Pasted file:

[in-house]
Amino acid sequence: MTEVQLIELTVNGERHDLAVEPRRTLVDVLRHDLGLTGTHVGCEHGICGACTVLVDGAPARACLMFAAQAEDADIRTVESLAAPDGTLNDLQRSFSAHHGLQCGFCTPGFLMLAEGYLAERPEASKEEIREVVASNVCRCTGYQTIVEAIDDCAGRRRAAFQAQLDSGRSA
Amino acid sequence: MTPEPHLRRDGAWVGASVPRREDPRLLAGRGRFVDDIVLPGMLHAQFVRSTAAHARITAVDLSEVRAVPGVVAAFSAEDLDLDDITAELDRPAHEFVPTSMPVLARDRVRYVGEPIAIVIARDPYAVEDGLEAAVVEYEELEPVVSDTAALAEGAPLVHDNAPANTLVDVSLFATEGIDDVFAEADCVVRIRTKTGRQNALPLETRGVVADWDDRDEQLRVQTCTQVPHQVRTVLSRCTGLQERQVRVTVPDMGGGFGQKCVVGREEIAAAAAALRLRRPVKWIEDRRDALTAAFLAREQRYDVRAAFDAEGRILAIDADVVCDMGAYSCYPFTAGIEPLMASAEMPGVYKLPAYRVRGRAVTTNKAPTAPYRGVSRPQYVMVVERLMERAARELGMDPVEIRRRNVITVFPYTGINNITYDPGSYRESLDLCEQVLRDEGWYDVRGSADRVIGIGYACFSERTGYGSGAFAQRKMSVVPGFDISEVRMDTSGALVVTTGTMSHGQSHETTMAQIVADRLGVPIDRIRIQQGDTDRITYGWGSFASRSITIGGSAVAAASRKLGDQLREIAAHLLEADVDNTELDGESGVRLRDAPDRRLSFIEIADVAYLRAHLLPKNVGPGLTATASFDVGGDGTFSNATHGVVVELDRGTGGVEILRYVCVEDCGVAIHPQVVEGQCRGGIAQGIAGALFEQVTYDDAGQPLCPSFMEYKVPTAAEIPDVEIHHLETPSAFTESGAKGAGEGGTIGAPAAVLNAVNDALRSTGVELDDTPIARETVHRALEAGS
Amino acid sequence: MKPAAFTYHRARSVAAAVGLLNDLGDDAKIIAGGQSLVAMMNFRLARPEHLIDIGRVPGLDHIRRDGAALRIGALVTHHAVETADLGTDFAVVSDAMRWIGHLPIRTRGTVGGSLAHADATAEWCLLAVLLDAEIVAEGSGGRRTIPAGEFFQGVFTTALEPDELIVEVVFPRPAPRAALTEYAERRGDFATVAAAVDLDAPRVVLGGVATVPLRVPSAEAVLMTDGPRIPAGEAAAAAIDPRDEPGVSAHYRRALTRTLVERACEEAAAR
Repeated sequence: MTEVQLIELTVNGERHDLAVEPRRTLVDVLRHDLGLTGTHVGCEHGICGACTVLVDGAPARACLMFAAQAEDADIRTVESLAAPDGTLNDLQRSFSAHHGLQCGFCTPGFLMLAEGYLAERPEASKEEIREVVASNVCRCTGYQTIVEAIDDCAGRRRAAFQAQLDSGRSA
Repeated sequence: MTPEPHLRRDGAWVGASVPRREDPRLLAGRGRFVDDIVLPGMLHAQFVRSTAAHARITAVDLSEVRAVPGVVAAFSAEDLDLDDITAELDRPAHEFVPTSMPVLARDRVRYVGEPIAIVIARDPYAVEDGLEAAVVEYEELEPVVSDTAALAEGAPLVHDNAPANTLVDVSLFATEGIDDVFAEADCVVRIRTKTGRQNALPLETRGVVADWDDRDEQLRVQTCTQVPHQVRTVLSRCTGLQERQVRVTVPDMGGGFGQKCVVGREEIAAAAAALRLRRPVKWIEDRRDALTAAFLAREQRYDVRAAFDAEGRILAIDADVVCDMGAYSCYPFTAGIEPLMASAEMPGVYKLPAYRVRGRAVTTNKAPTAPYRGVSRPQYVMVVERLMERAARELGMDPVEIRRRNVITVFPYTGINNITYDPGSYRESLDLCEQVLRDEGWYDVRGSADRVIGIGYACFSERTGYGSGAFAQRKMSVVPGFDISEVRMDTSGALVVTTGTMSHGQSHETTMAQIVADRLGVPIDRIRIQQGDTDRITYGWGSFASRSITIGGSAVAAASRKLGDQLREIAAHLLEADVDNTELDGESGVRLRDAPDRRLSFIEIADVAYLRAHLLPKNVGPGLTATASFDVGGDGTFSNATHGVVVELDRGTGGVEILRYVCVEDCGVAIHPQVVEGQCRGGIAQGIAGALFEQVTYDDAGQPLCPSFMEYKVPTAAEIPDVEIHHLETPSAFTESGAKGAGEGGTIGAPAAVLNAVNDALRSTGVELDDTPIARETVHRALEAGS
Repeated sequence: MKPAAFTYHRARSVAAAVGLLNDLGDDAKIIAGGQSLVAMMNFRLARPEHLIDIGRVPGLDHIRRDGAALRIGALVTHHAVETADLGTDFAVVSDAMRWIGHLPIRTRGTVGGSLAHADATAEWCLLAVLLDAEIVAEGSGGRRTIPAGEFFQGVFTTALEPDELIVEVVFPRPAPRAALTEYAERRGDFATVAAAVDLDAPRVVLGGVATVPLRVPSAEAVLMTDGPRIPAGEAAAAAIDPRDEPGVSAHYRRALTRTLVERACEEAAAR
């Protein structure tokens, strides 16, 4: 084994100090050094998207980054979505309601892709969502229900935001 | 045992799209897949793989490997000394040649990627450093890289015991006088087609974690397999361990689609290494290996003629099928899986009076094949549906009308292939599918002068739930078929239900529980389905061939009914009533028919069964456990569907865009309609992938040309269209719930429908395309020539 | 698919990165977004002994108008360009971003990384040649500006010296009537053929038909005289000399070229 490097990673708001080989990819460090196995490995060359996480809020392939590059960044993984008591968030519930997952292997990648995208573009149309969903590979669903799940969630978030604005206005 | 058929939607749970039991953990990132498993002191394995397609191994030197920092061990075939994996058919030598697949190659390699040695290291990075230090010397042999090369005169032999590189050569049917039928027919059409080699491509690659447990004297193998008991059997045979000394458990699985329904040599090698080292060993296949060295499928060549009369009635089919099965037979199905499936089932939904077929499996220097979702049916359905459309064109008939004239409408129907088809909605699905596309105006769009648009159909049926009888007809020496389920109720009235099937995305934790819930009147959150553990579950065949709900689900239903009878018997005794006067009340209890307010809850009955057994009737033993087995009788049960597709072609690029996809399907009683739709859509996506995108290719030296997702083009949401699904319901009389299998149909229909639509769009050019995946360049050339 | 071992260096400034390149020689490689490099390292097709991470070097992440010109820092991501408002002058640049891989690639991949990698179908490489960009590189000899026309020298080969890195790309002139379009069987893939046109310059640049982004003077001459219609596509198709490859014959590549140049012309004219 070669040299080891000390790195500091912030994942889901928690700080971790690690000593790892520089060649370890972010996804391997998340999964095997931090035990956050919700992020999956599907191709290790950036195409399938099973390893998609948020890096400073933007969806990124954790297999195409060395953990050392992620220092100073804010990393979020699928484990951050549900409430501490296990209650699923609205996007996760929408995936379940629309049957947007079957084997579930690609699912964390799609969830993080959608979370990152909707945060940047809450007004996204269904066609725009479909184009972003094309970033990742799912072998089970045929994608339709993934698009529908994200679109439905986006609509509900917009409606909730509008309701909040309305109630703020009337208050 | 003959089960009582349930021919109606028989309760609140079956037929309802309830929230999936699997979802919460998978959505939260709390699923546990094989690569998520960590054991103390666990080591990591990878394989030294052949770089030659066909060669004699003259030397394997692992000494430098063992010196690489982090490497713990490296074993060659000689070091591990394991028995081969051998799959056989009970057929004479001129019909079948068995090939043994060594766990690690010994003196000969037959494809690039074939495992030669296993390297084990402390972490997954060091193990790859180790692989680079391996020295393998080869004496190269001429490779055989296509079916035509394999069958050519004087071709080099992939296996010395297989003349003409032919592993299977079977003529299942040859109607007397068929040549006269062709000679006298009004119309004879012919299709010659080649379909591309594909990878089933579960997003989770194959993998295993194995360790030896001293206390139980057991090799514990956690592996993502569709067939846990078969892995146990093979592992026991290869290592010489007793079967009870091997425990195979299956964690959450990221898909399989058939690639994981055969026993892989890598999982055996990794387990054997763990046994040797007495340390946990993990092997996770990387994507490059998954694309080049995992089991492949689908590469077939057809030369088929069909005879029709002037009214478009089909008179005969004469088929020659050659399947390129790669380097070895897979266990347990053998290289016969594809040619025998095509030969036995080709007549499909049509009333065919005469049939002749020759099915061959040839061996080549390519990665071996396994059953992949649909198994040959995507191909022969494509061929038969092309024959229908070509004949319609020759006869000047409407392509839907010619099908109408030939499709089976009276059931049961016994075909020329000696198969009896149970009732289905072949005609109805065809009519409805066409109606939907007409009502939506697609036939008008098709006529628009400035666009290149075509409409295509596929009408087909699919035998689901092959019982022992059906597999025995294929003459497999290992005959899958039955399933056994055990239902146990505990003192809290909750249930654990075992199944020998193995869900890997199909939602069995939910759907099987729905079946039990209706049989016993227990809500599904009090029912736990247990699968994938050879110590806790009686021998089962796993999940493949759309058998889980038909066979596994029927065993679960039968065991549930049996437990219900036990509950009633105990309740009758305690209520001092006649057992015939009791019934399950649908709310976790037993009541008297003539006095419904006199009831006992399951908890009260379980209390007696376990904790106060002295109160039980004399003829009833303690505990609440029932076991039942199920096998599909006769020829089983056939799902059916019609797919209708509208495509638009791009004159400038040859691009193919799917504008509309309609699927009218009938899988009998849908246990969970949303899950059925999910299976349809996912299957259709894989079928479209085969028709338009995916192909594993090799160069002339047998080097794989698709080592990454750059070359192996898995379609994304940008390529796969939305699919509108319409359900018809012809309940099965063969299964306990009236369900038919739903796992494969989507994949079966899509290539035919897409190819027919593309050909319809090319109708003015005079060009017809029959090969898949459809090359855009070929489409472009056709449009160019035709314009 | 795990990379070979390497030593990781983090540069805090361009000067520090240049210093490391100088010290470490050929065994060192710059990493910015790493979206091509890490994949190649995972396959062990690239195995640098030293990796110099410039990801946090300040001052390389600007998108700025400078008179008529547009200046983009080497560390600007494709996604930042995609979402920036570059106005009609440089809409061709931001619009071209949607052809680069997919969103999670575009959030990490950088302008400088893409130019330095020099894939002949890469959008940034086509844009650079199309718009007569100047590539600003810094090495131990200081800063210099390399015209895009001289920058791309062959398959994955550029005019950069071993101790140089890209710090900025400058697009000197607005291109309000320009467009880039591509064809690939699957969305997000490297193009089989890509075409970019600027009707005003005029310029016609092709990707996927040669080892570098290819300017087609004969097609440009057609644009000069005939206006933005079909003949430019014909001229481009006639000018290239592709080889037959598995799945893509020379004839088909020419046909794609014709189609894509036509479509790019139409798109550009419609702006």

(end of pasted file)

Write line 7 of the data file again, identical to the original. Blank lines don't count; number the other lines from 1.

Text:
Repeated sequence: MKPAAFTYHRARSVAAAVGLLNDLGDDAKIIAGGQSLVAMMNFRLARPEHLIDIGRVPGLDHIRRDGAALRIGALVTHHAVETADLGTDFAVVSDAMRWIGHLPIRTRGTVGGSLAHADATAEWCLLAVLLDAEIVAEGSGGRRTIPAGEFFQGVFTTALEPDELIVEVVFPRPAPRAALTEYAERRGDFATVAAAVDLDAPRVVLGGVATVPLRVPSAEAVLMTDGPRIPAGEAAAAAIDPRDEPGVSAHYRRALTRTLVERACEEAAAR